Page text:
With the British Open this week at Royal Liverpool, the world’s best players are bracing themselves for course conditions unlike any other.
And you can pretty much count on the fact that the wind will play a major role in how the players will handle the golf course.
We’ve all seen what the wind can do to an errant tee shot, but what about shorter shots into the green from 100 yards and in?
One of the best ways to reduce the wind’s influence on these shots is to practice keeping your ball flight low and out of the wind.
Here are just a few ways to accomplish this the next time you face tough wind conditions:
• The easiest way to keep your ball flight low is to play the “bump-and-run” shot, where you use a less-lofted club, land the ball well short of the target and let it run up to the flag. This shot requires practice and a good understanding of how the ball will react once it hits the ground. Use this shot anytime you can land the ball on the fairway in front of a green where you can predict how the ball will bounce and roll out.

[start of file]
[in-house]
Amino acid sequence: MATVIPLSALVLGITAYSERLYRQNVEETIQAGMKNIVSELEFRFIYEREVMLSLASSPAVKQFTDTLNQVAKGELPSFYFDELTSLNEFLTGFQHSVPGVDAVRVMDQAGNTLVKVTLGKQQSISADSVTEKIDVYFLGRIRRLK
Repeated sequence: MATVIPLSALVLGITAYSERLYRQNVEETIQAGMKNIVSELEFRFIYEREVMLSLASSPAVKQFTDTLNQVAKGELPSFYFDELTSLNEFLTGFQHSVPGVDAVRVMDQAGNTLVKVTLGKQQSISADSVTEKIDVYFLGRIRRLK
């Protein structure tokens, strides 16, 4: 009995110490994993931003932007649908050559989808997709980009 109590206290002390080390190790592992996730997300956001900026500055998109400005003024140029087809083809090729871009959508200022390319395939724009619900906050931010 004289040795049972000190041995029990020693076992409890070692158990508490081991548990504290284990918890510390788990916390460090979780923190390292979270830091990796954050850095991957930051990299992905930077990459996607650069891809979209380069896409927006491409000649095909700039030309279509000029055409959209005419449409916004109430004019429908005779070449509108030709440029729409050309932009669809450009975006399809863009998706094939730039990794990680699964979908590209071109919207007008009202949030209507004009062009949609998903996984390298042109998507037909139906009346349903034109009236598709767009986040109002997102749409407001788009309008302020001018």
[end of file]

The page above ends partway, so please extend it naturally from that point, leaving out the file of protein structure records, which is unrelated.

• The harder you try to hit your scoring clubs, especially your wedges, the higher the ball will launch into the air and be affected by the wind. So say goodbye to a full swing with a wedge. Take an extra club, or even two, instead and focus on a smaller, controlled swing that inevitably will launch the ball lower. The increased likelihood of better contact will also increase the ball’s spin and keep it from rolling too far after landing on the green.
• Many golfers don't realize that a higher-spinning wedge shot is less affected by the wind and will launch lower off the clubface. You want to create spin, and there are several factors that do that, one of which is simply the type of golf ball you play. But to create spin you must be able to create one thing at impact; friction. You will lose a significant amount of friction/spin if your wedges have dirty grooves. Anytime you have moisture on the clubface (grass, water, dirt, etc) you are effectively lubricating the clubface and reducing the friction created between the ball and the club. Keep your clubs clean, and with clean contact the ball will spin.
For more tips from Golf Channel to help you play in the wind, click here.